McCarren Meats were putting their best foot forward yesterday evening as two government ministers arrived at the site to inspect the impact of €15 million investment by Kepak Group.
The oldest pig business in Ireland hosted a media and stakeholders event at the Farnham Estate Hotel, welcoming Agriculture Minister, Michael Creed, and his colleague Minister Heather Humphreys.
Kepak CEO Sean Coffey told the Celt that the injection of cash since they became the majority shareholder in the Cavan Town company in 2013 has resulted in a 40% increase in capabilities and capacities. This has translated into an increase from 194 jobs four years ago to 269 today; an increase of almost 40%. Mr Coffey, who is proud of his Cavan roots, noting that his mother was born and bred in Kill and he has family in Ballyjamesduff, jokingly notes that the staff increase is reflected in the carpark, which he acknowledges they will have to address.
Mr Coffey refrained from putting a figure on their share of the business but confirmed that, along with the McCarren family, who have been running the business for five generations since 1860, they are the only two shareholders.
He explained that the primary processing company invested in McCarrens to expand their business into the pork sector.
“We have a 16-17% share in the beff kill, and we have a 20% share in the lamb kill. This share at McCarrens offered us the opportunity to stick with what we're good at, which is primary processing, but also give us a meaningful share in the Republic of Ireland pig kill – we've grown it to 10%.”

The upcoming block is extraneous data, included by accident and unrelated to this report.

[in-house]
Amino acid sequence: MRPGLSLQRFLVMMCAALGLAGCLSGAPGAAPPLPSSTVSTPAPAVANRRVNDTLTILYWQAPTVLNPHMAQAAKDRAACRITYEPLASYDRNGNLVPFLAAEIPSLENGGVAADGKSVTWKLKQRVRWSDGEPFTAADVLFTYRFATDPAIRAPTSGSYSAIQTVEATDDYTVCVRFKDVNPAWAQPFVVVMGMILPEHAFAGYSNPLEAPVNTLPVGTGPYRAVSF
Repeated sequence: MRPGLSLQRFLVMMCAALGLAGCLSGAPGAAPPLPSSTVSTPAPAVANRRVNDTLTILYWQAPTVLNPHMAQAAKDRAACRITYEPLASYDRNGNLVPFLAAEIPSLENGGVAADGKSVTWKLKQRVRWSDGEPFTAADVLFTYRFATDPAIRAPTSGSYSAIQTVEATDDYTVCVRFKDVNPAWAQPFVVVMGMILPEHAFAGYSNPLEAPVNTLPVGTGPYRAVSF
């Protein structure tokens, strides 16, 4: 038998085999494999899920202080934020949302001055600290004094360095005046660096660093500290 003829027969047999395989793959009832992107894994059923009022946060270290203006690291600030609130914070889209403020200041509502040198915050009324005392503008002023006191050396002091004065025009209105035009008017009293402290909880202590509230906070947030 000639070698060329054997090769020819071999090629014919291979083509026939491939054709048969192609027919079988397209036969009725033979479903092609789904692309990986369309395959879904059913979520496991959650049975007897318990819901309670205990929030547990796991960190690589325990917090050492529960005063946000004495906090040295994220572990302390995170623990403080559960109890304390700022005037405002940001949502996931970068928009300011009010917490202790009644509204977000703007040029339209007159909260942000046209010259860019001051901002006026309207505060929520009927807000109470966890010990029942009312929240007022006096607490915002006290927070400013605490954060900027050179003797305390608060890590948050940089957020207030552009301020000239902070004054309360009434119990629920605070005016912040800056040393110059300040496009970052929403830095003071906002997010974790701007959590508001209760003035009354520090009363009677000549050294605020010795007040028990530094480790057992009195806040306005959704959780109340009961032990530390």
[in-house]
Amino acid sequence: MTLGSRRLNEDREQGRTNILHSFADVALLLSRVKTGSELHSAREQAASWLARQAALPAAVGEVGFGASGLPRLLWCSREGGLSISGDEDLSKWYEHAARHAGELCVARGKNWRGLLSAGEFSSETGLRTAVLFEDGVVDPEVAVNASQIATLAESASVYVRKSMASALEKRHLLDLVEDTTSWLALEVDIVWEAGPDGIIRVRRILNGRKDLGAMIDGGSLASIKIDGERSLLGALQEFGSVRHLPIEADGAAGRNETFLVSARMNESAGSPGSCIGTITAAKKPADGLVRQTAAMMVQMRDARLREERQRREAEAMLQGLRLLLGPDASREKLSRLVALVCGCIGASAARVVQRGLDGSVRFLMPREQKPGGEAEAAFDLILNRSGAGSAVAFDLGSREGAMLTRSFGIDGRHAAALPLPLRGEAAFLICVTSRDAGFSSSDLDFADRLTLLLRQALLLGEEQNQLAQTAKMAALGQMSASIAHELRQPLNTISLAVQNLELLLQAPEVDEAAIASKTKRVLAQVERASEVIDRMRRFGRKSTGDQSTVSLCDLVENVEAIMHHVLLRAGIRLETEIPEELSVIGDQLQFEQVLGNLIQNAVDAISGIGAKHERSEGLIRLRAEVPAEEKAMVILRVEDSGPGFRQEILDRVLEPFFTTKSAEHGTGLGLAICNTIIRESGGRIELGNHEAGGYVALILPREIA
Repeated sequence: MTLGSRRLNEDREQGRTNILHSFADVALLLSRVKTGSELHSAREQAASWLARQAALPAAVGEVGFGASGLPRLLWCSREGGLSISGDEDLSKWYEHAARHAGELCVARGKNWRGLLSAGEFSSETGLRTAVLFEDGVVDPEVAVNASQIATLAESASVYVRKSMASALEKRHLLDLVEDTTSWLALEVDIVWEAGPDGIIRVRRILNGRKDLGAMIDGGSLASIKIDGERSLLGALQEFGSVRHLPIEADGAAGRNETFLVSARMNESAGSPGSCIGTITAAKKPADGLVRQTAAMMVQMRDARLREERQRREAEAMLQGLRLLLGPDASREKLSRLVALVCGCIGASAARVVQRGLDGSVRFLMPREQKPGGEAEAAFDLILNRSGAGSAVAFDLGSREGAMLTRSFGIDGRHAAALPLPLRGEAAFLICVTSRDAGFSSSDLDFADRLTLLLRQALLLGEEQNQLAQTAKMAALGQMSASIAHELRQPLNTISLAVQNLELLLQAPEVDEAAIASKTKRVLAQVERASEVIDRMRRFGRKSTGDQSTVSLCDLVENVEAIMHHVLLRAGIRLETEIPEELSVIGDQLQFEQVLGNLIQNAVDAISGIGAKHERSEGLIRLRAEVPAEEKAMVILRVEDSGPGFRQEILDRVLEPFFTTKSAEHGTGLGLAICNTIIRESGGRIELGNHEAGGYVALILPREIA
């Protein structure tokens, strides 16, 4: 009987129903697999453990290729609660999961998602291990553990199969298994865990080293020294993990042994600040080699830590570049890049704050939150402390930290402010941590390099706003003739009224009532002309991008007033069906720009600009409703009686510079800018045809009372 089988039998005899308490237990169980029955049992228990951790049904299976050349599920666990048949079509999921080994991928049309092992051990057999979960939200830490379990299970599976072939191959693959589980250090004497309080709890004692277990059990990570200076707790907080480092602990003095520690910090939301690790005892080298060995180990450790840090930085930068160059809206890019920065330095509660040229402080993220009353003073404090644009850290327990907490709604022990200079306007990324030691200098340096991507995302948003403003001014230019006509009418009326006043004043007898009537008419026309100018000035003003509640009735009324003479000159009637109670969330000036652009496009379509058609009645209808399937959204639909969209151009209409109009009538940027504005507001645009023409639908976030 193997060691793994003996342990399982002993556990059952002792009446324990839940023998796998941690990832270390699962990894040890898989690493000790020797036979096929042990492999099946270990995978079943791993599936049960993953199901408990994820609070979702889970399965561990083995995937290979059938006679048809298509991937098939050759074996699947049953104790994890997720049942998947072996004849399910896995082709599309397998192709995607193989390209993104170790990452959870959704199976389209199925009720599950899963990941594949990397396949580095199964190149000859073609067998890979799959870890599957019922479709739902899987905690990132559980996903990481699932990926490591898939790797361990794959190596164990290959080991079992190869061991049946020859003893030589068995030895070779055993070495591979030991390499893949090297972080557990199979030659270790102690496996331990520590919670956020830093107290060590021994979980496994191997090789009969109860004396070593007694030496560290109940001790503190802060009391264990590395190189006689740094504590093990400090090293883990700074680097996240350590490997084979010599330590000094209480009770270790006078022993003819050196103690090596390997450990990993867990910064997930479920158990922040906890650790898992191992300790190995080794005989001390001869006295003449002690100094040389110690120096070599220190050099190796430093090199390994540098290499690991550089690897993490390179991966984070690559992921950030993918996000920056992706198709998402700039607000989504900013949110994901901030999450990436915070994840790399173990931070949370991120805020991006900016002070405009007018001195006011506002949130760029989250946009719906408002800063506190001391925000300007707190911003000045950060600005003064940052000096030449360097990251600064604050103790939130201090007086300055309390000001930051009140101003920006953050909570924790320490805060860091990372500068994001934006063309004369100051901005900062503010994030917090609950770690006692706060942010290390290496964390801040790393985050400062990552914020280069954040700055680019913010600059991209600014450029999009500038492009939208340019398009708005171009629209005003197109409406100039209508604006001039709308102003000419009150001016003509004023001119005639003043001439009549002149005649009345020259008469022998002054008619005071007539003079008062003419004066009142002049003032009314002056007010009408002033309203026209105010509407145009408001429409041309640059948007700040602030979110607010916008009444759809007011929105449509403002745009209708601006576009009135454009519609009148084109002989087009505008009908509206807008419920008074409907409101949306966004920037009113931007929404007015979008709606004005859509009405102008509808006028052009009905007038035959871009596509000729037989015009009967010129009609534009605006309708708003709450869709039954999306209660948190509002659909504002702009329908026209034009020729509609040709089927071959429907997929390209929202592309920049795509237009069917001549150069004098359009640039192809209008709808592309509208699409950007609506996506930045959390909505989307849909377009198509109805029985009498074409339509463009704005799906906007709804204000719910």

He says that the factors behind the increase in output and jobs are twofold.
“Twenty per cent of the output is now traded in Kepak sister companies – so that's a significant volume McCarren's would never have done before. But as importantly, the remaining 80% is now traded with Kepak partners – so it's a complete change in the mix for McCarrens.”
For example rather than sell legs of pork and the carcases four quarters, they now carry out much more extensive processing at the plant. The throughput has also increased significantly to the stage where they are killing approximately 350,000 pigs per annum.
Kepak Group claim they are now contributing more than €35million annually to the local economy in Cavan and surrounding counties.
While the company has a great news story to tell for the community and workers, the Celt asked if it has equally good news for pig suppliers. The IFA recently claimed that after a positive first six months in 2017, in recent months, factories nationwide have cut prices by 20c/kg. The IFA put average prices around 157-158c/kg, while price of production is estimated at 150c/kg, and note that many endured loss making years in 2015 and 2016.
Mr Coffey says they will “always endeavour to pay the best price going” in a competive market, and says that they are currently paying “about 160ish”.
“Irish processors don't set the price in a global context, and we, Kepak, are only 10% of the Republic of Ireland share, so we dont decide the price in the market place...
“Our aim is to build a sustainable future for our business, which includes our stakeholders – our primary suppliers, so that they get a fair return.”
He says that the farmers can play a role in achieving a “fair return” by being “particularly efficient themselves”, but he also says the company have a role.
“Our strategy is very simple, and we have demonstrated it with the beef in the past – we try to add value and where at all possible we pass that value back to our partner farmers.
He added: “We recognise we only have a future if we pay a farmer a sustainable price.”
In terms of value added product he points to the work undertaken by Cavan farmer Luke Bogue in rearing a new Hampshire pork breed. Kepak are also promoting new products, such as pork ribs, at their slow cook facility in Cork.
“So that's how we add value – by taking a pork rib, which was a very inexpensive item a few short years ago, to now where that pork rib – the piece of bone that came off the loin - is now more expensive per kilogramme than the loin.”